Have you ever wondered how viewers respond to a particular movie or commercial? Does it retain an audience or do people leave straight away? Wouldn’t it be useful to know specifically what parts of a movie or commercial are popular so that your next video posting can be better than your previous?

Video Link: Humans vs. a can of Coke at high altitude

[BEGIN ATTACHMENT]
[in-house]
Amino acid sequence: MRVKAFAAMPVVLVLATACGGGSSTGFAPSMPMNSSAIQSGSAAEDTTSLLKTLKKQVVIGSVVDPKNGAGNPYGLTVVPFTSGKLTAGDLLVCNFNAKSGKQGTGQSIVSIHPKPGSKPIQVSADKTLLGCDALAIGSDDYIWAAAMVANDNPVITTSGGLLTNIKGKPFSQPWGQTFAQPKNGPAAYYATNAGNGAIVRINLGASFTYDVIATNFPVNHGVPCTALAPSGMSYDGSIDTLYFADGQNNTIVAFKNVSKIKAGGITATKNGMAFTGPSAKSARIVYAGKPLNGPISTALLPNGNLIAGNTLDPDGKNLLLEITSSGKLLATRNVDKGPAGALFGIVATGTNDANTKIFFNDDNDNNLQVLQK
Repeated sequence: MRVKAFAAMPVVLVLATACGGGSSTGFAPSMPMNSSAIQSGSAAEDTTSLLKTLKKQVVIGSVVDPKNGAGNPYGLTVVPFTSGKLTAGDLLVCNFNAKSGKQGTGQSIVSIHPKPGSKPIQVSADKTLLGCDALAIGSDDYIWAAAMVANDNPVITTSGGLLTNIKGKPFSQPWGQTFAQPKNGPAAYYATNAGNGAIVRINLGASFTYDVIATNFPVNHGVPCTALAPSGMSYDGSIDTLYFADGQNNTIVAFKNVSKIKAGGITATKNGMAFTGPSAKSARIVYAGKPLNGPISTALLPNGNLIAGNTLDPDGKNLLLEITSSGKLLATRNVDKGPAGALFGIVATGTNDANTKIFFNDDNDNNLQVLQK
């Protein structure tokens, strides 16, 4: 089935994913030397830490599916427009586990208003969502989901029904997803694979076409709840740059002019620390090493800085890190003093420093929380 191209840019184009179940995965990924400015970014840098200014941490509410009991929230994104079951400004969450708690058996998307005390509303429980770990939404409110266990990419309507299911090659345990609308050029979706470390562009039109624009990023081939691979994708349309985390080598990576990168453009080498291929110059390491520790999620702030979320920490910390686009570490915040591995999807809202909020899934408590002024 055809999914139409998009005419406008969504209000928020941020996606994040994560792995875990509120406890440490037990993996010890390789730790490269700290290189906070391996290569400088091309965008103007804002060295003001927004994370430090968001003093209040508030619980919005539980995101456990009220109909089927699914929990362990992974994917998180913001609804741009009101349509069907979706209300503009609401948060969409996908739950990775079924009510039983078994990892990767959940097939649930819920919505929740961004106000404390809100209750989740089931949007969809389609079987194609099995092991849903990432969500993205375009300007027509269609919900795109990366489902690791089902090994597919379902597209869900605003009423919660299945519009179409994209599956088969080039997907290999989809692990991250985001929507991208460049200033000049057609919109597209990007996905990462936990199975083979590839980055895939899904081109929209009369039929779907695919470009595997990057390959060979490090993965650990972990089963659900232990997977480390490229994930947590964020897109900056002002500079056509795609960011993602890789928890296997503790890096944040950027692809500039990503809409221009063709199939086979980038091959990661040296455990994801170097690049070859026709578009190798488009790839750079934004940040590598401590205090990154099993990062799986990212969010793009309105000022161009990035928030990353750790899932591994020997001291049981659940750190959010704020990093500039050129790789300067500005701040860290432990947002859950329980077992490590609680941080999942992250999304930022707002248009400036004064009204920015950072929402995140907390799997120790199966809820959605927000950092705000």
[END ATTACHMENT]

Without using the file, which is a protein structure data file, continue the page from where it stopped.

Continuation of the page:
Within my own company, Applied Brain and Vision Sciences, we use StepForth’s web marketing savvy and tools like YouTube and Google Analytics to help us direct our own marketing approaches and help us identify market opportunities for technology development. One of the distinct advantages of having StepForth house my own company is our physical proximity to each other; there is a wonderful on-going cross-pollination of ideas and know-how.